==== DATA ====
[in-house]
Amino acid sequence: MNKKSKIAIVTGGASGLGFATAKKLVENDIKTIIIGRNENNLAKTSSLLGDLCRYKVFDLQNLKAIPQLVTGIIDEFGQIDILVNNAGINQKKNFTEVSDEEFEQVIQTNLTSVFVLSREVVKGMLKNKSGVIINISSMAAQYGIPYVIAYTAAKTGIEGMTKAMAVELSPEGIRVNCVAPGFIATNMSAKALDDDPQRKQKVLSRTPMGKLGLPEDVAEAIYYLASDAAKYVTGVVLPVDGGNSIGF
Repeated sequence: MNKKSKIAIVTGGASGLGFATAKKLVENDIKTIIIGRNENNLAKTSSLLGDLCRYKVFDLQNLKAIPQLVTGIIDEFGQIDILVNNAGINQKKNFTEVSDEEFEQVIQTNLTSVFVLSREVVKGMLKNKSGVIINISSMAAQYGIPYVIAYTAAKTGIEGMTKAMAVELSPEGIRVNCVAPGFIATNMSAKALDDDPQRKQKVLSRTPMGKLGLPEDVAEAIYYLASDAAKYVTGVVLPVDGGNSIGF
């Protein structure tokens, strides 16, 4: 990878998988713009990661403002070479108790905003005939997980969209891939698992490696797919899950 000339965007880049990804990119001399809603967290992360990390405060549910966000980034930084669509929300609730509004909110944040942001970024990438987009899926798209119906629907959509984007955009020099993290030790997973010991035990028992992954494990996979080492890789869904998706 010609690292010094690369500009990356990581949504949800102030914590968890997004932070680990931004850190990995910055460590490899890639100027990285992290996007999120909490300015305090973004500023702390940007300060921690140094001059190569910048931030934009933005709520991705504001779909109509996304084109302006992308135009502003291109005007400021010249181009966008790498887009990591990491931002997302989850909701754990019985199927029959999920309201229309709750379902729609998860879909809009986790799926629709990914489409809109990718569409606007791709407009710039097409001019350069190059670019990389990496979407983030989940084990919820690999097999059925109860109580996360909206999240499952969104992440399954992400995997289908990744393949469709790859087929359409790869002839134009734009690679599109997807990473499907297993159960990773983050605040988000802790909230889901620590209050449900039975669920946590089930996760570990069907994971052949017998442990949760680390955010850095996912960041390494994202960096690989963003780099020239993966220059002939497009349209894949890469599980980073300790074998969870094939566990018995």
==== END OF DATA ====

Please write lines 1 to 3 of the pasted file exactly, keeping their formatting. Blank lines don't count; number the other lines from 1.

[in-house]
Amino acid sequence: MNKKSKIAIVTGGASGLGFATAKKLVENDIKTIIIGRNENNLAKTSSLLGDLCRYKVFDLQNLKAIPQLVTGIIDEFGQIDILVNNAGINQKKNFTEVSDEEFEQVIQTNLTSVFVLSREVVKGMLKNKSGVIINISSMAAQYGIPYVIAYTAAKTGIEGMTKAMAVELSPEGIRVNCVAPGFIATNMSAKALDDDPQRKQKVLSRTPMGKLGLPEDVAEAIYYLASDAAKYVTGVVLPVDGGNSIGF
Repeated sequence: MNKKSKIAIVTGGASGLGFATAKKLVENDIKTIIIGRNENNLAKTSSLLGDLCRYKVFDLQNLKAIPQLVTGIIDEFGQIDILVNNAGINQKKNFTEVSDEEFEQVIQTNLTSVFVLSREVVKGMLKNKSGVIINISSMAAQYGIPYVIAYTAAKTGIEGMTKAMAVELSPEGIRVNCVAPGFIATNMSAKALDDDPQRKQKVLSRTPMGKLGLPEDVAEAIYYLASDAAKYVTGVVLPVDGGNSIGF